Thursday 20 October, 10:15 - 11:45
Honorary doctor lecture – Theodore R. Gull
Niagara, Auditorium C, Nordenskiöldsgatan 1
The Faculty of Technology and Society has appointed the NASA scientist and astronomer Theodore R. Gull to honorary doctorate.
Theodore will give a seminar with the title: "My! How Eta Carinae has changed, yet stayed the same!"
Moderator: Henrik Hartman
The lecture will be livestreamed
Theodore R. Gull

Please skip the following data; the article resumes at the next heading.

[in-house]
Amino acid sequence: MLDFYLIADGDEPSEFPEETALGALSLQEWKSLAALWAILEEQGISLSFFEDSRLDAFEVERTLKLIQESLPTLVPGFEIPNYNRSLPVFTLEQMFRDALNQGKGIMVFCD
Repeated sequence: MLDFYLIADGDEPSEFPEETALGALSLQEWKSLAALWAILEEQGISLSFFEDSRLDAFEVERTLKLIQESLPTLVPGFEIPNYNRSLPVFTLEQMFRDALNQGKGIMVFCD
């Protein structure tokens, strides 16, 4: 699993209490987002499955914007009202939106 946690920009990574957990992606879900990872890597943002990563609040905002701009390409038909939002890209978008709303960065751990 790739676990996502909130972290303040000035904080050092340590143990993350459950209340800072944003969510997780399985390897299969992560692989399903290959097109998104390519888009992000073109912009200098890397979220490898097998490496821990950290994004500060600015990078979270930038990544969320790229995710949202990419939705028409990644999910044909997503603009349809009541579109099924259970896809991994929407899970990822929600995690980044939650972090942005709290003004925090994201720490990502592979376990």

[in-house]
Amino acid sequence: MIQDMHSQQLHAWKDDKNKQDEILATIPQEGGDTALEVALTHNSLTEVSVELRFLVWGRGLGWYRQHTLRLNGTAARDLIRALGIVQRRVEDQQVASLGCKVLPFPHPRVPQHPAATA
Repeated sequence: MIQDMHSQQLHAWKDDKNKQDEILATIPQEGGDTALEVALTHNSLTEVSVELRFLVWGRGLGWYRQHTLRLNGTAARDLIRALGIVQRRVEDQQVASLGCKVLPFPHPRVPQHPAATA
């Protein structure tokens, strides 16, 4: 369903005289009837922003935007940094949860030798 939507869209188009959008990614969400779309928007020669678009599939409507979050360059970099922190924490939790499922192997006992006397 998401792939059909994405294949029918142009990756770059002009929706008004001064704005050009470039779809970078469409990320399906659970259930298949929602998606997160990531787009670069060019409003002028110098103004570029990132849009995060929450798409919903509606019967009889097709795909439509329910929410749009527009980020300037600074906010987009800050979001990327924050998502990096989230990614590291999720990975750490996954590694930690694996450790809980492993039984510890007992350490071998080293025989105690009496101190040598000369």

In the nineteenth century, the star Eta Carinae brightened to rival Sirius, the brightest star in the night sky, faded, then brightened somewhat then faded to relative obscurity. By the 1940’s, Eta Carinae began to slowly brighten along with a surrounding, expanding nebulosity, labeled the Homunculus, because of its ‘humanoid’ shape. Since then, Eta Carinae has continued to increase in apparent brightness, leading some to predict it may become a supernova. Over three thousand scientific papers described the properties of Eta Carinae with significant advances as new observatories with increasingly sophisticated instruments came online. Laboratory studies of atomic and molecular spectroscopy provided much insight. Decades-long spectroscopic and photometric studies led to the realization that Eta Carinae is a massive binary with a 5.5-year period. Three-dimensional models run in the NASA supercomputers described the X-ray light curve repeatedly follows this binary period. A half century of infrared measurements indicate that the binary’s radiation has not varied substantially across a period of time during which the visible brightness has increased at least ten-fold. The Hubble ultraviolet spectroscopy has provided clues to solving this conundrum and added information that may describe the mysterious events that occurred in the nineteenth century. 3D printed models of the Homunculus were derived from spectroimagery that provided new insights and established a tool for the visually handicapped community. I will describe this amazing massive binary star with its massive ejecta that has proven to be an astrophysical laboratory.